Unobtrusive Client-Side Validation


JQuery Validation is an efficient, resilient and widely adopted solution for client-side validation. Since JQuery’s official support by Microsoft and the introduction of Unobtrusive Client Validation for .NET, it has become easier than ever to integrate with applications that use .NET forms.

There is a catch, however, and it arises if customised rules are implemented client-side.

When Unobtrusive Client Validation is enabled, the .NET framework will automatically configure JQuery Validation for each page. By default, it will parse type (and other) details of every field from attributes in their DOM elements and instantiate rules for them that mirror the requirements defined for their server-side counterparts. So far, so good.

The Problem

The trouble starts when a more customised rules configuration is required, other than the default one that Unobtrusive Validation employs. Say that you wanted to alter how the standard “required” rule works, making fields mandatory only if they are not read-only; one could use the depends keyword inside a rule declaration when configuring JQuery Validation, as shown in the example below:

$("form ").validate(
		rules: {
			myField: {
				required: {
					depends: <b>myCustomFunction</b>

However, since Unobtrusive Validation already does that for you, the necessary configuration object is already instantiated by the system; and because of a surprisingly undocumented feature of JQuery Validation, further calls to the validate() method do not merge any of the new rules with the existing ones – they are simply ignored.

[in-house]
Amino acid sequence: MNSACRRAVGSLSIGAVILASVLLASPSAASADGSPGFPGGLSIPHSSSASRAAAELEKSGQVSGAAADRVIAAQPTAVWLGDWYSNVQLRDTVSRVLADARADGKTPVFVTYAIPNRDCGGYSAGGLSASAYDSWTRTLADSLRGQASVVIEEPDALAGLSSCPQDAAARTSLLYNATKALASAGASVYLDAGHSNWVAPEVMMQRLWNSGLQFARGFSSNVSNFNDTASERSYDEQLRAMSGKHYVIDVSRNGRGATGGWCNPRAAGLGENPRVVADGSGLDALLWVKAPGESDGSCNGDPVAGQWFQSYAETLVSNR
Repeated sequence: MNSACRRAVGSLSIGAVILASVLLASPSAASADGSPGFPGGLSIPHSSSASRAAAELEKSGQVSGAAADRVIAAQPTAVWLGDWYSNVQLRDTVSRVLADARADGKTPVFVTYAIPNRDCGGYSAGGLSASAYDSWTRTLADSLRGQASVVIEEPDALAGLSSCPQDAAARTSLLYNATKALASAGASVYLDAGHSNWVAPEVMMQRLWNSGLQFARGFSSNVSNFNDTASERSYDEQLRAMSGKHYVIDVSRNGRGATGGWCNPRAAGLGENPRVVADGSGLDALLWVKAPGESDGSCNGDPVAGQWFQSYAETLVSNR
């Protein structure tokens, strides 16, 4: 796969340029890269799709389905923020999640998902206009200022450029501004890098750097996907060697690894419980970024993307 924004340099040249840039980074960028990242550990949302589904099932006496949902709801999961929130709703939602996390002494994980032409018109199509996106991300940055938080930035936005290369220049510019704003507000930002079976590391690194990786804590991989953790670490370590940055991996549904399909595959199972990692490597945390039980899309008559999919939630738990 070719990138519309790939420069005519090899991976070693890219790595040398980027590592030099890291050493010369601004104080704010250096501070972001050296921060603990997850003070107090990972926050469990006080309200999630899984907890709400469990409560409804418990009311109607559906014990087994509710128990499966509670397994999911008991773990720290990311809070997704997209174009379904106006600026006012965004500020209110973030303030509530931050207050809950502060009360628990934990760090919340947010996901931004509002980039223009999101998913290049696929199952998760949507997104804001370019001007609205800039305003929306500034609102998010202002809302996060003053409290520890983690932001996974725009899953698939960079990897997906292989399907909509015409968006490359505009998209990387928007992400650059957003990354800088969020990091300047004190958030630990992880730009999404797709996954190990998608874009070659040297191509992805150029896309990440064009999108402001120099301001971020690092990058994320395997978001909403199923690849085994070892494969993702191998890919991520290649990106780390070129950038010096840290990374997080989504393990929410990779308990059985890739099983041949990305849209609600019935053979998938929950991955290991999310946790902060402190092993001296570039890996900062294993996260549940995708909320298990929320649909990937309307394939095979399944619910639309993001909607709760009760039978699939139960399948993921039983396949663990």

It is worth nothing that the validate() method doesn’t actually perform validation – it is simply used to instantiate the Validator object when called for the first time, and returns it each following time. The actual validation is performed by calling the valid() method on the target object.

So, by declaring our custom validation config in advance of the automatic one (outside of the $(document).ready() block) we will have precedence over it, but in turn it will make it useless, negating any advantage that Unobtrusive Validation brings to the table. Declaring our custom validation config after the automatic one (inside the $(document).ready() block) will simply cause it to be ignored.

The Solution

There is another way to resolve this, which involves directly manipulating the rules inside the validator object after they have already been declared, as shown in the example below:

$(document).ready(function() {
	if ($('form').validate() &amp;&amp; $('form').validate().settings) {
		var rule, ruleName;

		for (ruleName in $('form').validate().settings.rules) {
			rule = $('form').validate().settings.rules[ruleName];
			if (rule["required"]) {
				rule["required"] = <b>myCustomFunction</b>

This resolution is slightly more intricate, but eventually it gets the job done nicely.

Additional Note

As a side note, all of this also means that custom validator adapters and methods on the client side must be declared outside of the $(document).ready() block, or likewise will be ignored – their existence or lack thereof is controlled by the plugin during its initialisation phase.

Leave a Comment